Or would it be better only to put the money in a pure quality campaign - but would that be "message enough" to receive pr?
Thanx & best,
6/21/2008 at 12:39 PM
Thank you very much for your long response.
I feel, I need to add, that the company itself has been changed a lot since those mistakes were done. There is no one left from then. The machines have been completely redone. It is just the old stories that left a bad taste with the regarding customers.
I completely agree, that a short term action would not help. That is what I just told my CEO when he first confronted me with the idea. I just search for good reasons pro and con to really think it over.
And at least: IF such a dramatic change was done to the companies outer appearance, it should be done pretty soon, since as I mentioned, the professional marketing has just begun and the change management process (regarding engineering and service etc) was just completed shortly. But I am fully aware, what we would loose. This is one of the reasons, why I would go for an official rebranding - to keep the positive and strengthen the changes, that had been done...
What do you think about it?
6/22/2008 at 6:28 PM
If you can implement and permanently Embed positive changes - internally and externally, that will separate your company from past negative perceptions, then of course go for officially re-branding your company.
As mentioned before, use this opportunity of re-branding to give yourself and your team fresh and renewed enthusiasm to rejuvenate your brand's Vision within your organization and to external customers. If your Vision is inspiring, ambitious/challenging and energizes your team and employees there shouldn't be any reason why you cannot move forward and leave all negative perceptions behind and replace them with stronger future focused ones.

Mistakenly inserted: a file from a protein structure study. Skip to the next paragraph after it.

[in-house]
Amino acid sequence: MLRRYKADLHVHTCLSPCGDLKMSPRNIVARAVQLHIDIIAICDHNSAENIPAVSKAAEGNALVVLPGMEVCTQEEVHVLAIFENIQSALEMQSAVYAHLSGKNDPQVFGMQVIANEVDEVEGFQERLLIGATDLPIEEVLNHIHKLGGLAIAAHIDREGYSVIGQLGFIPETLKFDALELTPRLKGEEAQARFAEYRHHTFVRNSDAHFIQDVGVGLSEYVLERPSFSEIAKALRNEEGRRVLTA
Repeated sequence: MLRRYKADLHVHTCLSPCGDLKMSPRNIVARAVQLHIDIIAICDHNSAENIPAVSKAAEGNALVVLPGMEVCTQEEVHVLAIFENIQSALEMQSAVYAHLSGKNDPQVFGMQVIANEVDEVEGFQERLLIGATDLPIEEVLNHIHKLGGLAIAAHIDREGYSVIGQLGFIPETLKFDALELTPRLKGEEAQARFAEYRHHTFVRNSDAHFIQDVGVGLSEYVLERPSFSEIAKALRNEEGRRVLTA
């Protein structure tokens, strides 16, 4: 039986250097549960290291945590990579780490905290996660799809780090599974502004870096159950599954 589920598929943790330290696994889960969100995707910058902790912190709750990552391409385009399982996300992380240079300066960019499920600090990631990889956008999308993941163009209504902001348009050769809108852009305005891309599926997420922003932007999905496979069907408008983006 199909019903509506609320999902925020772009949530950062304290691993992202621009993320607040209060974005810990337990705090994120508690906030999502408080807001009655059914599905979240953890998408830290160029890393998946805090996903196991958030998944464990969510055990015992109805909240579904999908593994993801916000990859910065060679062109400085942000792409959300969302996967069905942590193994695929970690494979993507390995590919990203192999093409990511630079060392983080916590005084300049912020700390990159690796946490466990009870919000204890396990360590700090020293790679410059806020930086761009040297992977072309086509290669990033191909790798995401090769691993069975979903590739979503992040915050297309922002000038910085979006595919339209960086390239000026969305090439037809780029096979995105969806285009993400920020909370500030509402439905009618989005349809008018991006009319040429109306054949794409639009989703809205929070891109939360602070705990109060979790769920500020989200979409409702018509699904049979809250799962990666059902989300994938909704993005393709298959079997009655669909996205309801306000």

When you've really started to gain momentum with your new brand there is greater chance older clients will get to hear about you and probably give you an opportunity to prove yourself if you are persistent and patient enough with them.
Best of luck and let us know how you get on!
6/23/2008 at 1:32 AM
You can get over the PR issues with time and a concerted effort to communicate the changes within your company.
However, you might take this opportunity to consider just how strong your current brand name is. Does it convey the brand promise to your intended audience? Does it differentiate you from your competitors? Is it memorable? Is it trademarked? Does it fit your company's competitive positioning?
If not, then rebrand. In the short term, it will signal to your target market that there has been a change in your company. In the long term, a strong name will remain a valuable asset that will help propel your brand.